5. WFH Wednesday.

3 things to explore this weekend:

1. In case you ever thought baking a wedding cake would be a good idea, Molly's here to make you change your mind.
2. My friend made this amazing app, just for fun. If you're based in Brooklyn and shop at the Park Slope Co-op, download it now.
3. This article on naming a baby is both amusing and interesting. Who knew there were laws on what you could call a child?

Wednesday, 9 August 2017

Snapshots from Home

In mid-July we took a week off work and flew back home. Days were filled with long walks (and runs), beautiful food, amazing wine, and so much love, laughter, hugs, and smiles. Being back at home and in our old London stomping grounds fills my heart with so much joy, and inevitably makes me question why we ever moved away. But really I know why, and there's so many opportunities, discoveries, and adventures to be had over in this crazy country too. That doesn't make leaving any easier, that doesn't mean that I miss home any less than I did in our first day in this busy, hectic city, and that doesn't mean that I don't dream of returning one day (not quite) soon (enough). 

But for now, we are where we are. We live in the present and make vague future plans, not clinging to them, allowing them to change, and flowing through the weeks that come and go in the blink of an eye. 

These are just a few snapshots from some of our most adored UK spaces: home (my home), maman's veggie patch, Broadway Market, Regent's Canal (and the Towpath Café), Pavilion Café, Bar Termini (a new discovery for us), and, of course the space and countryside that shone beautifully on a perfect British summer's day.

Sunday, 30 July 2017


I'm not sure where time goes in this city. Days turn into weeks turn into months. Hence the lack of love this blog gets, and the time it took us to finally eat at Olmsted.

Pete Wells gave this farm-to-table style restaurant in Prospect Heights two of his sought-after golden stars almost a year ago. Since then, there's been a webcam on the restaurant's site so you can see how long the queue is. This, as you can understand, is partly why it took us so long to dare to try to eat there.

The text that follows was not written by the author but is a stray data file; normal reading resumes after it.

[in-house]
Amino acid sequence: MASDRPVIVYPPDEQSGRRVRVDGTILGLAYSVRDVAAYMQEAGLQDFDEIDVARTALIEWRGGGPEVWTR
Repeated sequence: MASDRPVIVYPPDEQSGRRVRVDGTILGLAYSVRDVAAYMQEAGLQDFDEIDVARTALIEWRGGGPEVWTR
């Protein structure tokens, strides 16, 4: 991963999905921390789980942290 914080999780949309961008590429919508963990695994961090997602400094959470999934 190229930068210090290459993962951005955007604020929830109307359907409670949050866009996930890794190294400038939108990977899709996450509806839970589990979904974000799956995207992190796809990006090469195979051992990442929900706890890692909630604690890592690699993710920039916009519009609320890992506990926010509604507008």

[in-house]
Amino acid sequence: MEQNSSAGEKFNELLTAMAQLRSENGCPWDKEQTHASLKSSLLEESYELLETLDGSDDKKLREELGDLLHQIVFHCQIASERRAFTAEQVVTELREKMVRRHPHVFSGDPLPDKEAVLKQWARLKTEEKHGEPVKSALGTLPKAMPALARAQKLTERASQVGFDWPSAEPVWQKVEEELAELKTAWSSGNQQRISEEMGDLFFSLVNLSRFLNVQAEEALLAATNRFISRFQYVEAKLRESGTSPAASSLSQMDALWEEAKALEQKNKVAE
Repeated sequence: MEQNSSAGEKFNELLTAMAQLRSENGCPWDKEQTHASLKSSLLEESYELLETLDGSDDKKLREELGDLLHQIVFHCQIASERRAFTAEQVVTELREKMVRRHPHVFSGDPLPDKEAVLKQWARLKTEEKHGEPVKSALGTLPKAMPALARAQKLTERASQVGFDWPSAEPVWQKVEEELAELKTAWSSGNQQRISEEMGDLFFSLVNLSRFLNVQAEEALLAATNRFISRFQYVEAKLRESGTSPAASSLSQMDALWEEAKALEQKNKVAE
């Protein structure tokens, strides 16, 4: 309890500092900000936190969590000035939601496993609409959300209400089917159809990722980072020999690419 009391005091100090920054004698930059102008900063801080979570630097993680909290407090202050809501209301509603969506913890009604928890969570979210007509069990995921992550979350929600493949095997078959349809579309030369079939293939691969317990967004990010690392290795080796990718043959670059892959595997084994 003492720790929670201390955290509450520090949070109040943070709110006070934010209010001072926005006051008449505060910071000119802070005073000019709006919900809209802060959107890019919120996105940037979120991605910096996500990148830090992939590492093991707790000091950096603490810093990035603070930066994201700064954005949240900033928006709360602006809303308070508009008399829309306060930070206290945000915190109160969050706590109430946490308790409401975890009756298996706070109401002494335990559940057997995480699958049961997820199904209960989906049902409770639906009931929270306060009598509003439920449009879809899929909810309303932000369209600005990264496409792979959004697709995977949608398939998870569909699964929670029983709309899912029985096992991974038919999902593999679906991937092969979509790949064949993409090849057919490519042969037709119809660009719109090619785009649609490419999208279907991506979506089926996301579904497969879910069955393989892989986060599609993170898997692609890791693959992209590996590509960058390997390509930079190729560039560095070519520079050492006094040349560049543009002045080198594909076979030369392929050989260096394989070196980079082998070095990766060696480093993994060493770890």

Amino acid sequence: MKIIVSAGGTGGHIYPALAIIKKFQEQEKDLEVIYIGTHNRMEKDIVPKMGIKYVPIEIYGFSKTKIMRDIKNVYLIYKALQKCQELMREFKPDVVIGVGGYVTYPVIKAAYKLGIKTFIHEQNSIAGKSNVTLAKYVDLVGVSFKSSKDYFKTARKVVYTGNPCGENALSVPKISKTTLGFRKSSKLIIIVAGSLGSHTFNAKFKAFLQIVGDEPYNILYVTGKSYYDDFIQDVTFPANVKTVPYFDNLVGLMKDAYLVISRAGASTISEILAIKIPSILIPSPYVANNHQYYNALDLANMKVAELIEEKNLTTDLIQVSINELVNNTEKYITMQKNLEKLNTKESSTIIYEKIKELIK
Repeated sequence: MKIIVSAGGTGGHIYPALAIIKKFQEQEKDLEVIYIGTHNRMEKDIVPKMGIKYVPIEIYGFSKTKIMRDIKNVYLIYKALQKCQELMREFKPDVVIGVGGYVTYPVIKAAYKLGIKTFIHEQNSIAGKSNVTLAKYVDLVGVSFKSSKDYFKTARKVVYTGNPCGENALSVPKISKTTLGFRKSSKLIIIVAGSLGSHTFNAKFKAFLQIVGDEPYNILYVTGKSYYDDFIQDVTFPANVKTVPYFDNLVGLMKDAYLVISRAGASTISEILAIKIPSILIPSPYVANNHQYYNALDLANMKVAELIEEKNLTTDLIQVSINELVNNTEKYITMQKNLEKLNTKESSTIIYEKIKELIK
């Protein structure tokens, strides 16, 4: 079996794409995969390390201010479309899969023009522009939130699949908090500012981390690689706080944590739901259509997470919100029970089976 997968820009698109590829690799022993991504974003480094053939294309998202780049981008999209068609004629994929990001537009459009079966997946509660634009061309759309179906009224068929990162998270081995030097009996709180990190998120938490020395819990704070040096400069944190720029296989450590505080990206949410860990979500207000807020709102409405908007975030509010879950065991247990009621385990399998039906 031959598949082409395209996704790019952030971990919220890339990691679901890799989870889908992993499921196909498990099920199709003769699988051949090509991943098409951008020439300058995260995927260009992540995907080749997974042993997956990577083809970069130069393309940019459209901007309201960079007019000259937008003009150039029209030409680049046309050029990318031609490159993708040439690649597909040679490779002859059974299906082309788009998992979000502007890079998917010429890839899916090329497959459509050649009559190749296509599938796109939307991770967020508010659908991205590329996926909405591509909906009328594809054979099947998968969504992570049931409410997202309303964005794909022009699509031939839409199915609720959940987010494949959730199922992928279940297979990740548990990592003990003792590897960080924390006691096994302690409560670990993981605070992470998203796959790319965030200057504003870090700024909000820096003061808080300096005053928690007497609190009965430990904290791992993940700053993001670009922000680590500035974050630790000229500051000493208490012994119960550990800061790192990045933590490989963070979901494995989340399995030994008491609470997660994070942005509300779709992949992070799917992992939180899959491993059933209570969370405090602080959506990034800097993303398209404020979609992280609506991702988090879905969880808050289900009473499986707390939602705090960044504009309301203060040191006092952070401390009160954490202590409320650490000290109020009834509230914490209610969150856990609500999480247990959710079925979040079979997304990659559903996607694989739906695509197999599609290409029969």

B's birthday was finally the time to tackle the line. We got there early. The wait? An hour. It may sound like a while, but it was only 6pm, so really it worked out in our favor. We wandered over to the Bearded Lady for a drink, and came back to take the two vacant seats at the bar.

Two glasses of bubbly were ordered. We spent the next five minutes admiring the beautiful details of the space. From the colorful water glasses, to the menu folded like a letter, to the beautiful light streaming in through the windows.

When you have such high expectations from a place, both as a result of the critics' reviews, the popularity, and friends' recommendations, it can often end up being underwhelming. But Olmsted honestly did live up to the hype. The food was bright, delicate, original, and oh so pretty.

Snap pea sushi used snap peas instead of rice, with thinly sliced fish placed on top, adorned with a slither of lemon, and splattered with a zingy, refreshing dressing.

Fried pickles was a bowl filled with lightly-battered, warm, crunchy, tangy fiddlehead ferns.

If I could have the B.L.T. bowl for lunch every day, I would. Delicate salad leaves, baby tomatoes, and squares of pork belly hid underneath a salty, shattering parmesan frico hat.

Then came the dishes of many parts. First the English Pea Falafel: a pile of falafel balls on pea shoots, fluffy peata bread, bright cardamom labneh, and fresh mint. Perfect early summertime flavors.

The pastrami tray was a stark contrast to the other dishes. Everything was still pretty and delicate, but the flavors took a dramatic change of course with mustard coated pastrami, sweet cornbread, creamy potato salad, and crisp slaw. Who'd have thought that serving American barbecue in adorable portions on a pretty plate would actually work out? There's some sort of magic going on in the Olmsted kitchen.

Be sure to ask if you can have dessert outside. The backyard is a gardener's haven, and home to the most adorable pet quails. On this hot summer's evening, this is perhaps the most romantic place in Brooklyn: fireflies dart through the fairylight-strewn space, couples sip on tea, eat soft-serve cherry ice cream and lavender honey froyo, and hope the night will never end.

Olmsted, 659 Vanderbilt Ave, Brooklyn, NY 11238